Methodological Problems in the Determination of Total and Free Plasma Tryptophan

  • G. Curzon
Part of the Journal of Neural Transmission book series (NEURAL SUPPL, volume 15)


There has been much discussion of the utility of plasma concentrations of tryptophan (total and free) and of amino acids competing with tryptophan for transport to the brain as predictors of brain tryptophan concentration. This issue now may be attaining resolution (Curzon, this volume; Green, 1978; Wurtman, this volume). It appears that large changes of competing amino acid concentrations (e.g. following food intake) have important effects on brain tryptophan while in other circumstances changes of plasma free tryptophan concentration (e.g. when drugs or physiological changes alter the binding of plasma tryptophan to albumin) also have considerable effects. In the past, different groups of workers have focused their attention on experimental situations in which one or other of the above influences were predominant and this has given an impression of a greater polarization of attitudes than was perhaps justified. Also much confusion has resulted from methodological problems and artefactual changes. The following note on methods for the determination of plasma tryptophan (total and free) and non-esterified fatty acid (NEFA) may therefore be helpful.


Ferric Chloride Great Polarization Tryptophan Concentration Plasma Tryptophan Unesterified Fatty Acid 
These keywords were added by machine and not by the authors. This process is experimental and the keywords may be updated as the learning algorithm improves.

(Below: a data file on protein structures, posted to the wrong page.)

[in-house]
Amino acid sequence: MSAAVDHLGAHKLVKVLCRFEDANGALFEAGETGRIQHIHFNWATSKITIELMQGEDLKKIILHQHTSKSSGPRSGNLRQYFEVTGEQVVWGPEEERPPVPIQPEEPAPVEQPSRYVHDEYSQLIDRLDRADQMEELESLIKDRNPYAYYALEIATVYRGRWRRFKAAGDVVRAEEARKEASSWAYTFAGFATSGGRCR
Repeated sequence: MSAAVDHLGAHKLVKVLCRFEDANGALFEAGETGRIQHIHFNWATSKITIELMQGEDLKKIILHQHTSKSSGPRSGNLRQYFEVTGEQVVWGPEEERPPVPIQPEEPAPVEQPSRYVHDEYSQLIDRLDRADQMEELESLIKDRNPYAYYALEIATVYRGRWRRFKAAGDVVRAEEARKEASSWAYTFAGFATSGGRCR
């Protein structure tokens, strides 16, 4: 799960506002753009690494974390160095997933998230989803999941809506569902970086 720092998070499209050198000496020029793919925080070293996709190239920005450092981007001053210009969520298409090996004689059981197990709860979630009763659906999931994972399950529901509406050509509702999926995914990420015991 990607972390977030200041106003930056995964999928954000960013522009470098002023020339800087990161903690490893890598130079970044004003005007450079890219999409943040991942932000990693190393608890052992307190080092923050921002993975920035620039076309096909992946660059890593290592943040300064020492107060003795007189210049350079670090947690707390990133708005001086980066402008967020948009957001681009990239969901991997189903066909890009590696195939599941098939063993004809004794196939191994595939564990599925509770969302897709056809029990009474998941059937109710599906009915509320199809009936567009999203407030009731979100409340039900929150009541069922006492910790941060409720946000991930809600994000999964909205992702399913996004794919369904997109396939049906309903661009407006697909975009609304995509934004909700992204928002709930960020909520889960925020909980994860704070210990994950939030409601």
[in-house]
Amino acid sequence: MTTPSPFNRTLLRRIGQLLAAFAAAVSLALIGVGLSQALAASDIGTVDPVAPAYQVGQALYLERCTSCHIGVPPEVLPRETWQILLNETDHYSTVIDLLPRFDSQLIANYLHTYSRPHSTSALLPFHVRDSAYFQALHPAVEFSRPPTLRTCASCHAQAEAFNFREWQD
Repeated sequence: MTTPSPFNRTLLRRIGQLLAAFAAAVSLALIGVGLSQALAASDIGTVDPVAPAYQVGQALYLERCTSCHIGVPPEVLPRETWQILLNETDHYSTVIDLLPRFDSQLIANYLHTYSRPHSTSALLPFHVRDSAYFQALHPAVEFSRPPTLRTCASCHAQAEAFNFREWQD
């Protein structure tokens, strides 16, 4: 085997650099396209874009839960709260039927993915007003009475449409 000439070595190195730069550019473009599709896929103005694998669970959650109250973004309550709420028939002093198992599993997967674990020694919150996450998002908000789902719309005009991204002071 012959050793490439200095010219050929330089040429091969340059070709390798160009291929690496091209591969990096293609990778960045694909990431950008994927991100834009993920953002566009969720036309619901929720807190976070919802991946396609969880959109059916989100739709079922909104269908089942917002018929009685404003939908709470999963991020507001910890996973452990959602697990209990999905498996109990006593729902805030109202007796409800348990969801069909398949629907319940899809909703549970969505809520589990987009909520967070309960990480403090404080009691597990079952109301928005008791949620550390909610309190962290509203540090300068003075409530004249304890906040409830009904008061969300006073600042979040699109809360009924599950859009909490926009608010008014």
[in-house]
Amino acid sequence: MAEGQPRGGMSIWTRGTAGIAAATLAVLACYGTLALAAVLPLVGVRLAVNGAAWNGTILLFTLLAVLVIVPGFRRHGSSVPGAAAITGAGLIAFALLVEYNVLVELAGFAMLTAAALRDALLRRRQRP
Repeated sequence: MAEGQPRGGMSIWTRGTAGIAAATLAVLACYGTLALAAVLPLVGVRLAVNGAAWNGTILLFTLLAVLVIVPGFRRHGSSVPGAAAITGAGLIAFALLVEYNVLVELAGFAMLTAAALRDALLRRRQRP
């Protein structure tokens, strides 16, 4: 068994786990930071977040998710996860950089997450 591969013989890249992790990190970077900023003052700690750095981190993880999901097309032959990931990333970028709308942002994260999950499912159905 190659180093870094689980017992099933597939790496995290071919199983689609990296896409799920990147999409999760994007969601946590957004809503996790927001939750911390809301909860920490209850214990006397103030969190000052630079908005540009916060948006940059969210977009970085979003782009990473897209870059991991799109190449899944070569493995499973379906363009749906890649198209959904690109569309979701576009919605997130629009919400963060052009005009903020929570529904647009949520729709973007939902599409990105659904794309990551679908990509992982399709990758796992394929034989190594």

Unable to display preview. Download preview PDF.

Unable to display preview. Download preview PDF.


  1. Baumann, P., Perey, M.: The analysis of free tryptophan in human blood with the ultrafiltrator: a comparison with other methods. Clin. Chim. Acta 76, 223–231 (1977).PubMedCrossRefGoogle Scholar
  2. Bender, D. A., Boulton, A. P., Coulson, W. F.: A simple method for the study of tryptophan binding to serum albumin by small scale equilibrium dialysis: application to animals and human studies. Biochem. Soc. Trans. 3, 193–194 (1975).PubMedGoogle Scholar
  3. Bloxam, D. L., Warren, W. H.: Error in the determination of tryptophan by the method of Denckla and Dewey. A revised procedure. Anal. Biochem. 60, 621–625 (1974).CrossRefGoogle Scholar
  4. Bloxam, D. L., Warren, W. H., White, P. J.: Involvement of liver in the regulation of tryptophan availability: possible role in the response of liver and brain to starvation. Life Sci. 15, 1443–1445 (1974).PubMedCrossRefGoogle Scholar
  5. Bloxam, D. L., Hutson, P. H., Curzon, G.: A simple apparatus for ultrafiltration of small volumes: application to the measurement of free and albumin-bound tryptophan in plasma. Anal. Biochem. 83, 130–142 (1977).PubMedCrossRefGoogle Scholar
  6. Curzon, G.: Relationships between plasma, CSF and brain tryptophan. J. Neural Transm., Suppl. 15, pp. 81–92. Wien-New York: Springer. 1979.Google Scholar
  7. Curzon, G., Kantamaneni, B. D.: Fluorometric determination of plasma unesterified fatty acid. Clin. Chim. Acta 76, 289–292 (1977).PubMedCrossRefGoogle Scholar
  8. Denckla, W. D., Dewey, H. K.: The determination of tryptophan in plasma, liver and urine. J. Lab. Clin. Med. 69, 160–169 (1967).PubMedGoogle Scholar